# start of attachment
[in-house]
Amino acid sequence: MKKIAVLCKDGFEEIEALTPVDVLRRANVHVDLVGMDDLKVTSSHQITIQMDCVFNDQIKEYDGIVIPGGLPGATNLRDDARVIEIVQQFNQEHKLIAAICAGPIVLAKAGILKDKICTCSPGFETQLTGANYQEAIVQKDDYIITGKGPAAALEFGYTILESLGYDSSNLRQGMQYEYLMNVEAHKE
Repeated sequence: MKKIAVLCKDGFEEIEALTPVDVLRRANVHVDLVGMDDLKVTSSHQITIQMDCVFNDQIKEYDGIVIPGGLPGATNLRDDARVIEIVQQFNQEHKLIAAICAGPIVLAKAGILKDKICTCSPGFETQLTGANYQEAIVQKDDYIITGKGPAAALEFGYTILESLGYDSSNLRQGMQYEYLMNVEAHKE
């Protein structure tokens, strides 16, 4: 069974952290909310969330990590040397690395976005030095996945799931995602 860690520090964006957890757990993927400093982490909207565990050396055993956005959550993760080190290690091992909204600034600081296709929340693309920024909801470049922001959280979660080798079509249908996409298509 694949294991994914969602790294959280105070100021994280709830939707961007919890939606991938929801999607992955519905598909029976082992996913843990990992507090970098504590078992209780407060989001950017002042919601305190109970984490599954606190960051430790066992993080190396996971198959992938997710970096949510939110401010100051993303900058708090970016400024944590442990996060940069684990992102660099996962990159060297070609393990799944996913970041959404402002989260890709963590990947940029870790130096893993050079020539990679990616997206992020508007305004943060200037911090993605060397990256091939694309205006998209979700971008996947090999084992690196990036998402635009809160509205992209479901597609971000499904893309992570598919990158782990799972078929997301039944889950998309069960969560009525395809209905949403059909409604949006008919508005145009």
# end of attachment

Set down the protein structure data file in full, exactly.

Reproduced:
[in-house]
Amino acid sequence: MKKIAVLCKDGFEEIEALTPVDVLRRANVHVDLVGMDDLKVTSSHQITIQMDCVFNDQIKEYDGIVIPGGLPGATNLRDDARVIEIVQQFNQEHKLIAAICAGPIVLAKAGILKDKICTCSPGFETQLTGANYQEAIVQKDDYIITGKGPAAALEFGYTILESLGYDSSNLRQGMQYEYLMNVEAHKE
Repeated sequence: MKKIAVLCKDGFEEIEALTPVDVLRRANVHVDLVGMDDLKVTSSHQITIQMDCVFNDQIKEYDGIVIPGGLPGATNLRDDARVIEIVQQFNQEHKLIAAICAGPIVLAKAGILKDKICTCSPGFETQLTGANYQEAIVQKDDYIITGKGPAAALEFGYTILESLGYDSSNLRQGMQYEYLMNVEAHKE
């Protein structure tokens, strides 16, 4: 069974952290909310969330990590040397690395976005030095996945799931995602 860690520090964006957890757990993927400093982490909207565990050396055993956005959550993760080190290690091992909204600034600081296709929340693309920024909801470049922001959280979660080798079509249908996409298509 694949294991994914969602790294959280105070100021994280709830939707961007919890939606991938929801999607992955519905598909029976082992996913843990990992507090970098504590078992209780407060989001950017002042919601305190109970984490599954606190960051430790066992993080190396996971198959992938997710970096949510939110401010100051993303900058708090970016400024944590442990996060940069684990992102660099996962990159060297070609393990799944996913970041959404402002989260890709963590990947940029870790130096893993050079020539990679990616997206992020508007305004943060200037911090993605060397990256091939694309205006998209979700971008996947090999084992690196990036998402635009809160509205992209479901597609971000499904893309992570598919990158782990799972078929997301039944889950998309069960969560009525395809209905949403059909409604949006008919508005145009």